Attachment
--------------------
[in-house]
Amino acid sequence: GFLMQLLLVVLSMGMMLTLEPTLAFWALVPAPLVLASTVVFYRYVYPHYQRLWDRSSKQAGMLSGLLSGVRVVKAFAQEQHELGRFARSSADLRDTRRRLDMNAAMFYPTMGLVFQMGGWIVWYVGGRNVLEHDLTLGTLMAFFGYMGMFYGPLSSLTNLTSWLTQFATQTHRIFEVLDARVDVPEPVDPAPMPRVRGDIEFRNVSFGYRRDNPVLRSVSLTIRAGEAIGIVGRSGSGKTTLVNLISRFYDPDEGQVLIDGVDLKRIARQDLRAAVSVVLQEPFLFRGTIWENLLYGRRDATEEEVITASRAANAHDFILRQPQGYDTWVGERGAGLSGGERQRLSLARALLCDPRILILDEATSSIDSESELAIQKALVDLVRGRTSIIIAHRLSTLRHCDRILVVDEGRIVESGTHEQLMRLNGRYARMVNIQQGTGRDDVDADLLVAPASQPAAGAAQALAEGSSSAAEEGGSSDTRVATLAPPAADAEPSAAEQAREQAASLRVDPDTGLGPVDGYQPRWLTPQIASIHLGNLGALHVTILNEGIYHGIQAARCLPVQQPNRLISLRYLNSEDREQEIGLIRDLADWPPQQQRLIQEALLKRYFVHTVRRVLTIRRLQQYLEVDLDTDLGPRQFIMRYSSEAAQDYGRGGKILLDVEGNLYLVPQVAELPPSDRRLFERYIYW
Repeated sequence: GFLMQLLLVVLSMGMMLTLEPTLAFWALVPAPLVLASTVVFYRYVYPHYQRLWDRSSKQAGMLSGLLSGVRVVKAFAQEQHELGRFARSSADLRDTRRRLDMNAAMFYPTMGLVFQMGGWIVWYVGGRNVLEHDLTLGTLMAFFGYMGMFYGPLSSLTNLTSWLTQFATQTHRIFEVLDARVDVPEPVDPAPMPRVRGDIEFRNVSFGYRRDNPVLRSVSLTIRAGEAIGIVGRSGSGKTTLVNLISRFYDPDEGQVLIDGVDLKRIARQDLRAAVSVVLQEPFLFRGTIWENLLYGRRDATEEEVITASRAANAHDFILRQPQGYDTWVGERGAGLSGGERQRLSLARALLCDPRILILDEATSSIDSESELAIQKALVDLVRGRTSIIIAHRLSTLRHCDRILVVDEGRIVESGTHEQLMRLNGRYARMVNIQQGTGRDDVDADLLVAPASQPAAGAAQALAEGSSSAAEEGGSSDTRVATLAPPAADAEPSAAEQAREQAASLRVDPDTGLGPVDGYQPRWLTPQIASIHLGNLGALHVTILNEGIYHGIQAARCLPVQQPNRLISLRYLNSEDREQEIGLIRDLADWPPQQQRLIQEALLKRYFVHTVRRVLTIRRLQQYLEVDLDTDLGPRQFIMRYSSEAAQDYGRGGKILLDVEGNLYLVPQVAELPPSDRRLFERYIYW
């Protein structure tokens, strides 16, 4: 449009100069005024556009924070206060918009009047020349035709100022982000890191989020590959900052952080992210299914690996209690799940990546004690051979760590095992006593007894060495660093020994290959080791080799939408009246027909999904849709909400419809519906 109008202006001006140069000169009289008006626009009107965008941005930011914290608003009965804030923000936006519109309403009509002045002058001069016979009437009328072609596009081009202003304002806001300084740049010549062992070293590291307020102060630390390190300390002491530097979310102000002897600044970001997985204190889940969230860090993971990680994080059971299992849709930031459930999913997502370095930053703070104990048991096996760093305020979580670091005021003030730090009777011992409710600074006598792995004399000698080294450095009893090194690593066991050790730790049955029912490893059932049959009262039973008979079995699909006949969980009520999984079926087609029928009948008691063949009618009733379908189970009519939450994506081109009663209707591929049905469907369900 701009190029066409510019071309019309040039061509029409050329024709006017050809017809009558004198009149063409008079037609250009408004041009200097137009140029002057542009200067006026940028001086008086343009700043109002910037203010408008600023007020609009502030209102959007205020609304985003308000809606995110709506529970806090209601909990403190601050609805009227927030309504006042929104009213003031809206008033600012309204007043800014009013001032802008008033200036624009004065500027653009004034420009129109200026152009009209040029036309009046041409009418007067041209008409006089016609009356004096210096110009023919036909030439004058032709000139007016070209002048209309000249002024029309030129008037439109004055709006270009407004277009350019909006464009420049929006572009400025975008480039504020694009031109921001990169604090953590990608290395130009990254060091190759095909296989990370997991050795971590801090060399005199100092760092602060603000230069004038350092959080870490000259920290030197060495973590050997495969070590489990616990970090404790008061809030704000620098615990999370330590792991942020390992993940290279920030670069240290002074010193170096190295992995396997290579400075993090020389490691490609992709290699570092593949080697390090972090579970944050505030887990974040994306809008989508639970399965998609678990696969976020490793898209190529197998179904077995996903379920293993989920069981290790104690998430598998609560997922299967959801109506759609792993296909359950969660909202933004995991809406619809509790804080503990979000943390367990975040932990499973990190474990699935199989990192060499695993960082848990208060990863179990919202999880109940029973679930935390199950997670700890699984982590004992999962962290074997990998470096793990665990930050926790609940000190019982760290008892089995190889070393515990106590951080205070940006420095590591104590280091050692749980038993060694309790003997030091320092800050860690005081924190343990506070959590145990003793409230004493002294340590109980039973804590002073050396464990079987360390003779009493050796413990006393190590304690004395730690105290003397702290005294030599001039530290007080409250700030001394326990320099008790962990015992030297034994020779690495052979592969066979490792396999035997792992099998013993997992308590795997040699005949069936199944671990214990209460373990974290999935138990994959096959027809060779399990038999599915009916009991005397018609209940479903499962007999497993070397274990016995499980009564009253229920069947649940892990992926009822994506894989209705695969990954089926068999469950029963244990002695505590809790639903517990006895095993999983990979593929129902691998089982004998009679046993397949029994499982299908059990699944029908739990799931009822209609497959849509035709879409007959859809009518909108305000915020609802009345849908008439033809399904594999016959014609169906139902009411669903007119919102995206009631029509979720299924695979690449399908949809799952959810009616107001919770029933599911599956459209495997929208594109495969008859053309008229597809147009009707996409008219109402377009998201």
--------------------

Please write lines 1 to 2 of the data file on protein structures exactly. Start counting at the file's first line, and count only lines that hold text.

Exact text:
[in-house]
Amino acid sequence: GFLMQLLLVVLSMGMMLTLEPTLAFWALVPAPLVLASTVVFYRYVYPHYQRLWDRSSKQAGMLSGLLSGVRVVKAFAQEQHELGRFARSSADLRDTRRRLDMNAAMFYPTMGLVFQMGGWIVWYVGGRNVLEHDLTLGTLMAFFGYMGMFYGPLSSLTNLTSWLTQFATQTHRIFEVLDARVDVPEPVDPAPMPRVRGDIEFRNVSFGYRRDNPVLRSVSLTIRAGEAIGIVGRSGSGKTTLVNLISRFYDPDEGQVLIDGVDLKRIARQDLRAAVSVVLQEPFLFRGTIWENLLYGRRDATEEEVITASRAANAHDFILRQPQGYDTWVGERGAGLSGGERQRLSLARALLCDPRILILDEATSSIDSESELAIQKALVDLVRGRTSIIIAHRLSTLRHCDRILVVDEGRIVESGTHEQLMRLNGRYARMVNIQQGTGRDDVDADLLVAPASQPAAGAAQALAEGSSSAAEEGGSSDTRVATLAPPAADAEPSAAEQAREQAASLRVDPDTGLGPVDGYQPRWLTPQIASIHLGNLGALHVTILNEGIYHGIQAARCLPVQQPNRLISLRYLNSEDREQEIGLIRDLADWPPQQQRLIQEALLKRYFVHTVRRVLTIRRLQQYLEVDLDTDLGPRQFIMRYSSEAAQDYGRGGKILLDVEGNLYLVPQVAELPPSDRRLFERYIYW